In yet another preferred embodiment, two lever arms are employed. Both are pivotally connected to the entrance end of the air discharge tube. The weight is attached to one end of the first lever arm and a seal is attached to the underside of the arm in alignment above the entrance to the air discharge tube. A float is attached to the end of the second lever arm, and is positioned in alignment below the end of the first lever arm. At a point near the float, the second lever arm is tethered, for example, by means of a flexible wire, chain, rope or the like, to the end of the first lever arm that is opposite the end where the weight is attached. The purpose of the second lever arm with float, tethered to the first, is to create a delay in the closing of the air discharge tube as the float lowers. The delay will allow the expulsion of more condensate per cycle.

BRIEF DESCRIPTION OF THE DRAWINGS

The present invention and the manner in which it may be practiced is further illustrated with reference to the accompanying drawings wherein:

FIG. 1 is a side plan view of the interior of an embodiment of the automatic drain apparatus of this invention when the components are in the closed position.

FIG. 2 is a side plan view of the interior of the embodiment shown in FIG. 1 of the automatic drain apparatus of this invention when the components are in the open position.

FIG. 3 is a side plan view of the interior of an alternate embodiment of the automatic drain apparatus of this invention when the components are in the closed position.

FIG. 4 is a side plan view of the interior of the alternate embodiment shown in FIG. 3 of the automatic drain apparatus of this invention with the components in the open position.

FIG. 5 is a side perspective of the exterior view of the automatic drain apparatus of this invention.

DETAILED DESCRIPTION OF THE DRAWINGS AND THE PREFERRED EMBODIMENTS OF THE INVENTION

With particular reference to the drawings, the automatic drain apparatus of the invention includes a reservoir 1 contained within a housing comprising a housing wall 3 positioned between two blocks 4 (FIG. 5) and held tightly in place by bolts 2. A liquid inlet 5 allows condensate from a compressed air system to enter the reservoir for accumulation there and eventual elimination. Housing wall 3 is preferably made of a transparent or translucent material such as a polyacrylate or a polycarbonate or preferably, a fiberglass composite, so that the user can easily see how much condensate has accumulated at any time. The blocks 4 may be of various suitable materials, such as, aluminum, steel, plastic, or the like. Furthermore, although the preferred shape of the housing wall 3 is cylindrical, as shown, it will be apparent that in place of cylinder 3 there may be employed a housing wall of different cross-sectional shape, such as rectangular. A liquid outlet 6 is located at the lower portion of the reservoir. Both the liquid inlet 5 and the liquid outlet 6 open into the reservoir 1 and are in fluid communication therewith and can be located at any convenient location in the apparatus. In one embodiment the reservoir may have two or more liquid inlets so that the most appropriate inlet location may selected for convenience for a particular installation. The unused inlet(s) may simply remain capped or plugged.

Compressed air is allowed to enter the reservoir through liquid inlet 5 which is in fluid communication with the compressed air system being drained. A vent port 7 is located near the top of the reservoir and is in fluid communication with the compressed air system. As the liquid condensate enters the reservoir through liquid inlet 5, to gradually fill the reservoir, air can escape through vent port 7, thus preventing the occurrence of an air lock.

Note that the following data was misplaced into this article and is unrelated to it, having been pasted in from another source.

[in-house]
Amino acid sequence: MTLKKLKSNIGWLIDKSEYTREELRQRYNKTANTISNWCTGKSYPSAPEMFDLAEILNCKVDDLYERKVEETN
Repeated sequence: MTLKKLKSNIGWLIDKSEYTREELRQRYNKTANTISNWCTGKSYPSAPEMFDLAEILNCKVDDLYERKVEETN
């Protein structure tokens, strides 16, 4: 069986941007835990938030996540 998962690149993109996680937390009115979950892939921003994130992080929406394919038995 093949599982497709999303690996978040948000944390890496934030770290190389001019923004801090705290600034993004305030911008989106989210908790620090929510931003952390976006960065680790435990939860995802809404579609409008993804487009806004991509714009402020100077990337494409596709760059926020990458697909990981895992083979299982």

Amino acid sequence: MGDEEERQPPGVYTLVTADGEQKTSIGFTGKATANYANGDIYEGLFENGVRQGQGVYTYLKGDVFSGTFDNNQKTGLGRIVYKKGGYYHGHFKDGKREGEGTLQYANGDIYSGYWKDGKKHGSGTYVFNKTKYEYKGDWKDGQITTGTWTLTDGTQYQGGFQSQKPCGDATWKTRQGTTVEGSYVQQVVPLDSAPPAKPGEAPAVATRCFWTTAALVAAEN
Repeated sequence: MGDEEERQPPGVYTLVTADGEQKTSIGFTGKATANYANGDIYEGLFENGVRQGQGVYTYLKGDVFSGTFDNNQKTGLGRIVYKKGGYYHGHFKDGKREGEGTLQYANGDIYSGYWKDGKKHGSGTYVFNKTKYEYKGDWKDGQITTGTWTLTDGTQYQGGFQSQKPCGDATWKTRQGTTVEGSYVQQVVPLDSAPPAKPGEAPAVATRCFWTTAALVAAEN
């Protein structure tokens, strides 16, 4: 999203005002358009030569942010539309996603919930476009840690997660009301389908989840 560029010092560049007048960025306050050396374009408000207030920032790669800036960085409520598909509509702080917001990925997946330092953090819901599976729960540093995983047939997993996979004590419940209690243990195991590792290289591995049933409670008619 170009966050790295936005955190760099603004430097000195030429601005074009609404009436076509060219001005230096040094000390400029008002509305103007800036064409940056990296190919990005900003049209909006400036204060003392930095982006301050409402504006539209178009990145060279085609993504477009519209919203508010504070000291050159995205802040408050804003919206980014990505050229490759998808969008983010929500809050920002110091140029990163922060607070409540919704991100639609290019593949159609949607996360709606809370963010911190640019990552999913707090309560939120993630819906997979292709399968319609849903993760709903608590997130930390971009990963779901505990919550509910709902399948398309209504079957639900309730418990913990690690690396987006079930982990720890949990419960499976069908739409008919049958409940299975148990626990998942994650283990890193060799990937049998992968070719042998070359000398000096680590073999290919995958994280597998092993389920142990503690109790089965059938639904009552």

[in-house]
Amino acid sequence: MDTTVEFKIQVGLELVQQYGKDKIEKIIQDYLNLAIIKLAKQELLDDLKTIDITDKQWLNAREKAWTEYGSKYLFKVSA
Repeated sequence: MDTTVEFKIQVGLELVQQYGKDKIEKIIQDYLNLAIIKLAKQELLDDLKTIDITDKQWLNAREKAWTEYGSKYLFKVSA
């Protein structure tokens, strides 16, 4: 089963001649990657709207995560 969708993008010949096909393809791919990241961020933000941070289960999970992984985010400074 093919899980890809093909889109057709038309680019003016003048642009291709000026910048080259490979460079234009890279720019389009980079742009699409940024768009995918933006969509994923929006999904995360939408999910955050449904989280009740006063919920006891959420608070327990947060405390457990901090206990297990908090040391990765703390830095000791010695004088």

As will be seen from FIGS. 1 and 2, the flow of condensate out of the reservoir is controlled by a float structure comprising a float 8 having a lever arm 13 attached thereto. An air discharge tube 9, within the reservoir, is in fluid communication with an air cylinder 10 outside of the reservoir (FIG. 5). The air cylinder 10 contains a piston with extension rod 11 attached. The piston and extension rod are kept in a closed position by a spring within the cylinder. Extension rod 11 is attached by means of lever 24 to a ball valve 12 that controls the flow through liquid outlet 6. As the reservoir fills with condensate, the float rises. The lever arm 13 is pivotally attached to a pivot rod 19 near the entrance 18 to air discharge tube 9.

When float 8 is in its lowest position (FIG. 1), seal 14 on the underside of lever arm 13 rests on entrance 18 of air discharge tube 9, preventing the exiting of air therethrough. Seal 14 may be a resilient material, such as rubber, plastic, or the like. As the float rises, optionally aided by counterbalanced weight 16, seal 14 is lifted from entrance 18 of air discharge tube 9 (FIG. 2). Compressed air from the reservoir then exits through the air discharge tube 9 to air cylinder 10 (FIG. 5) causing extension rod 11 to extend and, in turn, to open ball valve 12. The air pressure within the reservoir 1 then forces the liquid condensate as well as particulate contaminants through the liquid outlet 6 where it may be passed to a collection site (not shown) for disposal. As the liquid level in the reservoir 1 drops, float 8 is lowered and lever arm 13 pivots downwardly until seal 14 rests on entrance 18 of air discharge tube 9, stopping the flow of compressed air to air cylinder 10. At this point the compressed air trapped in air cylinder 10 bleeds off through bleedhole 15 and the spring within the cylinder is allowed to return the extension rod to its normal retracted position, causing ball valve 12 to close.

The liquid condensate then begins to fill the reservoir; float 8 rises and the cycle repeats.